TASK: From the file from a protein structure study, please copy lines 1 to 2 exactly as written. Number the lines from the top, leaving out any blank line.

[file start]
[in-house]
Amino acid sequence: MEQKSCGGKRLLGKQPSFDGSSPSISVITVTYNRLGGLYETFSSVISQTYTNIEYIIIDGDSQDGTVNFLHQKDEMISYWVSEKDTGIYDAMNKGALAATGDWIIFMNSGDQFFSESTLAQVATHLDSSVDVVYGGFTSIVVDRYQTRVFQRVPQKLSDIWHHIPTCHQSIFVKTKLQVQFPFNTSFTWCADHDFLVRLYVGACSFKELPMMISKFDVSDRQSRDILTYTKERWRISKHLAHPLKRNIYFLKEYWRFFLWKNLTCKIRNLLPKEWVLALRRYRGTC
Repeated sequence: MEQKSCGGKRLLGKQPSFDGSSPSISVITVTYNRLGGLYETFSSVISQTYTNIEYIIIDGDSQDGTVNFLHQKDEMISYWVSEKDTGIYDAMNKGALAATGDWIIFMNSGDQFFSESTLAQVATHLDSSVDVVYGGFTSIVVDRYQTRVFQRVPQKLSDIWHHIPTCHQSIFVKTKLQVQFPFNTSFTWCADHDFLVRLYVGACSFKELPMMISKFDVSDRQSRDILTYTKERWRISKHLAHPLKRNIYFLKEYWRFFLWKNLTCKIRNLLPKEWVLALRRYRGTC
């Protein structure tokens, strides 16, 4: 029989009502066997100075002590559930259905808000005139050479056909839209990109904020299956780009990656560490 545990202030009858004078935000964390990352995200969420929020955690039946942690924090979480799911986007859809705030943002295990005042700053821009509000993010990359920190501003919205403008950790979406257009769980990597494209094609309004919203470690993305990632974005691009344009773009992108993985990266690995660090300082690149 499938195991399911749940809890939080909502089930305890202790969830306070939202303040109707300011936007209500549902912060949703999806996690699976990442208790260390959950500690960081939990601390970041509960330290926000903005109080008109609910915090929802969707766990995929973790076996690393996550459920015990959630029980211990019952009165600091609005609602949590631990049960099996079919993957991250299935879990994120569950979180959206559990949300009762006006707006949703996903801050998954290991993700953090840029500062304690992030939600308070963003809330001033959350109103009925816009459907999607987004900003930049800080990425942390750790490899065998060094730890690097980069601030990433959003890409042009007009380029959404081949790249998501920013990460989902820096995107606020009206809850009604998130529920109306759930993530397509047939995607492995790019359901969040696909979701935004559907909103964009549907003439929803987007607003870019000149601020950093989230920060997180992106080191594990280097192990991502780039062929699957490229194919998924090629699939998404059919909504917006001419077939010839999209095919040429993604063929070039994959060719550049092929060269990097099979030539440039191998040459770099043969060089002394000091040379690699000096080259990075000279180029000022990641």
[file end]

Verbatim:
[in-house]
Amino acid sequence: MEQKSCGGKRLLGKQPSFDGSSPSISVITVTYNRLGGLYETFSSVISQTYTNIEYIIIDGDSQDGTVNFLHQKDEMISYWVSEKDTGIYDAMNKGALAATGDWIIFMNSGDQFFSESTLAQVATHLDSSVDVVYGGFTSIVVDRYQTRVFQRVPQKLSDIWHHIPTCHQSIFVKTKLQVQFPFNTSFTWCADHDFLVRLYVGACSFKELPMMISKFDVSDRQSRDILTYTKERWRISKHLAHPLKRNIYFLKEYWRFFLWKNLTCKIRNLLPKEWVLALRRYRGTC